Fast forward to today, and Intel says its DG1 is going out as a developer unit as a software development vehicle. Intel is sampling ISVs worldwide, allowing developers to optimize their software, and games, for Xe. This is the big deal here, is that Intel is ready enough with Xe that it can sample its customers (finally) so they can better-optimize their software and games for Intel's new Xe GPU architecture.
Since Xe will power both Tiger Lake and its own dGPU, Intel will need to work much closer with software and game developers on their architectures to ensure performance, and compatibility (as well as stability) are continuously improving. This isn't some release-once-let-it-sit deal, this is a decades-long shift by Intel and they'll need continuous work from here on out.
Intel Loves The Community (And So It Should)
One of the first things Intel did with Xe was begin its Odyssey, a journey with fans of Intel that could come along for this momentous ride. The fans and community have been a gigantic win for Intel, across Reddit, Twitter, Facebook, and thousands of forums and other online meeting places to discuss all-things Intel.
Intel has been listening to the community and their feedback and wish lists, with Retro Scaling being one of them -- a huge deal for retro games, and a sly win for Intel. Xe is a low-power part on the consumer graphics card side of things, so you won't be running Crysis or Remedy's 2019 hit Control maxed out.
But you can run retro-style games with much-improved graphics thanks to Retro Scaling. Not just that, but the Intel Graphics Control Center beta program has seen hardware-accelerated capture, combined desktop, and a sharing ability on Discord.
Reddit 'Ask You Anything' Planned For January 16
Intel loves their community so much that they've announced a new Reddit 'Ask You Anything' where you can dive in with people from Intel, ask questions, and be heard. We should expect more to be revealed about Xe, but it seems that the new Reddit AYA concentrating on software enablement. I hope Intel isn't hard-lining on that, and lets the gamers and community squeeze out some nuggets on Xe.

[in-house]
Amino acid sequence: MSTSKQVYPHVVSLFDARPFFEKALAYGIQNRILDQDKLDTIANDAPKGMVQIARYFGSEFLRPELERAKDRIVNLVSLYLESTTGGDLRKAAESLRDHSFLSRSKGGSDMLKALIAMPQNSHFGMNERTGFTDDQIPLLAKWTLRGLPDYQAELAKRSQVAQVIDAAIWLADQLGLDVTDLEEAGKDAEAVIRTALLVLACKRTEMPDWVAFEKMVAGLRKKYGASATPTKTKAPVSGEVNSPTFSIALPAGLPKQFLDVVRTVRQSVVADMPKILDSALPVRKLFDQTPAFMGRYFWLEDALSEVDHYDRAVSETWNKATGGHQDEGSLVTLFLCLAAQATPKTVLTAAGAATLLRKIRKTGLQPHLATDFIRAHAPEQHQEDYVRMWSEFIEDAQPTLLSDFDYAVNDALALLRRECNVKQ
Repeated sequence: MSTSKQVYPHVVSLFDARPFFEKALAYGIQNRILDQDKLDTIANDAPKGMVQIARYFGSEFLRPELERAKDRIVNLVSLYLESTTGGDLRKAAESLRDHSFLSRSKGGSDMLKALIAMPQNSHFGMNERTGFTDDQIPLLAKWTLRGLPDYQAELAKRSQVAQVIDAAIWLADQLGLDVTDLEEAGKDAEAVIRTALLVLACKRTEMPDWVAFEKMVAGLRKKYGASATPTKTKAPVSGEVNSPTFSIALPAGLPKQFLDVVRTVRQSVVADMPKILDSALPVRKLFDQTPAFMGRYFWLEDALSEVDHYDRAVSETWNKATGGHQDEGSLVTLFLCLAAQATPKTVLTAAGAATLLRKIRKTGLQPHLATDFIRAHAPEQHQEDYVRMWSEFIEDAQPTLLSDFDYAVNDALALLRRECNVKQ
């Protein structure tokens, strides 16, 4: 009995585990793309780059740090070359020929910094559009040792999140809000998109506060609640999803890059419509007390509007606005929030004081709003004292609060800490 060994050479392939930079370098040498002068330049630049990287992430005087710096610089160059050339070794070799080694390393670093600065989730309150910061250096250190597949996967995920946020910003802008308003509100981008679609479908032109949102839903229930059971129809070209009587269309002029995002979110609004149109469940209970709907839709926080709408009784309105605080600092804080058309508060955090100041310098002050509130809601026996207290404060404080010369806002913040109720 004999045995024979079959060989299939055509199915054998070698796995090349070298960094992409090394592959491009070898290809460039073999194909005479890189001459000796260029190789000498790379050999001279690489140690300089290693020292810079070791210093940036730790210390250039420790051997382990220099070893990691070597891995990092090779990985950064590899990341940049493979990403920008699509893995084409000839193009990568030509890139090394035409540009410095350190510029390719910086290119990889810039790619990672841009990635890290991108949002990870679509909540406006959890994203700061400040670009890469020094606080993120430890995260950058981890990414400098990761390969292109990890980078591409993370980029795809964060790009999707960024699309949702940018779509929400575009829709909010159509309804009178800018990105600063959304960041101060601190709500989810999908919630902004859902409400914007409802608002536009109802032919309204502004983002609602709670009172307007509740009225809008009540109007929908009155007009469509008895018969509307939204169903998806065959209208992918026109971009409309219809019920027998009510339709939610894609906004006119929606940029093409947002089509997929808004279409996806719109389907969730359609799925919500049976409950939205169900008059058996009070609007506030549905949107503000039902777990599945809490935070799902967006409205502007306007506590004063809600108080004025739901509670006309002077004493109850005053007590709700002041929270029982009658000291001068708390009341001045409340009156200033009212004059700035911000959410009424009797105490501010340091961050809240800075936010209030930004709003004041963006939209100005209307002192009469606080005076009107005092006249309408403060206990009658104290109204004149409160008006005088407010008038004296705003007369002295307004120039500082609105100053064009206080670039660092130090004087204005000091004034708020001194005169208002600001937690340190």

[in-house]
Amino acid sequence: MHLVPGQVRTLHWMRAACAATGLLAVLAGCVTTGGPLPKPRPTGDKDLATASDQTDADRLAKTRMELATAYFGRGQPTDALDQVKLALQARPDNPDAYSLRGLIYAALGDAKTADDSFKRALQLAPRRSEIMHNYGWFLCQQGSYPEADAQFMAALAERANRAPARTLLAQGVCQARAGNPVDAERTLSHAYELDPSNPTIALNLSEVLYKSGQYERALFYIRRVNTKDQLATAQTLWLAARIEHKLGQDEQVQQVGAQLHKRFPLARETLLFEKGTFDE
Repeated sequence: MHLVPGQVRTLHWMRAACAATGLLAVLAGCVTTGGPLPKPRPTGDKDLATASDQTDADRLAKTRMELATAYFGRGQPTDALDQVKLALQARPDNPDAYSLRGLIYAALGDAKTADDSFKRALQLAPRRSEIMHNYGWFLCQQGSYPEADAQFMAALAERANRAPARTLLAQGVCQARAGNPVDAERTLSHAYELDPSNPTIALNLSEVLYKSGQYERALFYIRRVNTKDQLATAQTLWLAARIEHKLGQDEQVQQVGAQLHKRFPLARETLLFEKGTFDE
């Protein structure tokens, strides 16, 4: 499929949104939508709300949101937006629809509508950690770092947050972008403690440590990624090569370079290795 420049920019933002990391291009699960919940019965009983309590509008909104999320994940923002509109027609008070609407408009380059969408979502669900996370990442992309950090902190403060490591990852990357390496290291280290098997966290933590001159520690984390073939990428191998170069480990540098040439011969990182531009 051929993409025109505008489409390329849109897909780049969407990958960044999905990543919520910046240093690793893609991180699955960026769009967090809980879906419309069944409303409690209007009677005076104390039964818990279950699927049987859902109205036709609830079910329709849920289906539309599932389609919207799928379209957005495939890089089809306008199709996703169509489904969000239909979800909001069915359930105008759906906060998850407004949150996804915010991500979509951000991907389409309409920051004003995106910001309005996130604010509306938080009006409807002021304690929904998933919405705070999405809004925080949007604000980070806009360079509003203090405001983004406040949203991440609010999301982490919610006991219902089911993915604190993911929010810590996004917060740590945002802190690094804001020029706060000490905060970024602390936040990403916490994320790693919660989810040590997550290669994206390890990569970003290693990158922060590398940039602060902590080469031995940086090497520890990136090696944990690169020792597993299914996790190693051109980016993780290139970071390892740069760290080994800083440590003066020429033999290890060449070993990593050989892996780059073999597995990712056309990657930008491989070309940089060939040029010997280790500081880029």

Our First Look At Intel Xe
Look Ma, It's Intel Xe!
Intel provided some images of its first-gen DG1 in SDV form, as a Software Development Vehicle with the #JoinTheOdyssey hashtag imprinted onto it. But wow, is it a great thing to see that Intel logo on a graphics card again -- giving me the nostalgic tingles of the Intel i740 that has a close place in my heart.
I've got all of the images of the Intel DG1 SDV that were sent over to me as the last page of this article, which is where all the real eye candy is. This card is the one going out to developers right now, but most likely won't be the one that you and I will see released later this year with the Intel DG1 graphics card.
It's shaping up like a great-looking card, and I'm sure it's one of the better-looking SDVs that developers have received. Intel is far too early in the game to be showing off anything that the consumer will get in the end, and this reveal during CES 2020 was never meant to be that.
We will see more on Intel Xe and the DG1 in the coming months, leading into its huge 2H 2020 release. We'll have more on the Tiger Lake architecture as it arrives, too. It's an exciting time to be a tech fan this year: Intel Tiger Lake and Xe/DG1, AMD Ryzen 4000 series, Ryzen Threadripper 4000 series, and next-gen EPYC. AMD's new Zen 3 architecture and Big Navi, as well as NVIDIA's next-gen Ampere GPU architecture.
On top of that we have next-gen consoles that will be the most powerhouse consoles the world has ever seen, all powered by semi-custom technology from AMD. All the while, Intel is entering the GPU battle as player 3 and quickly becoming number 2 in the CPU business in the eyes of millions.
And I love it all. Let the companies fight each other with releases because as a technology addict and mega-enthusiast, I couldn't love this more. Now just give me Intel DG1 and a reboot of Trespasser, please?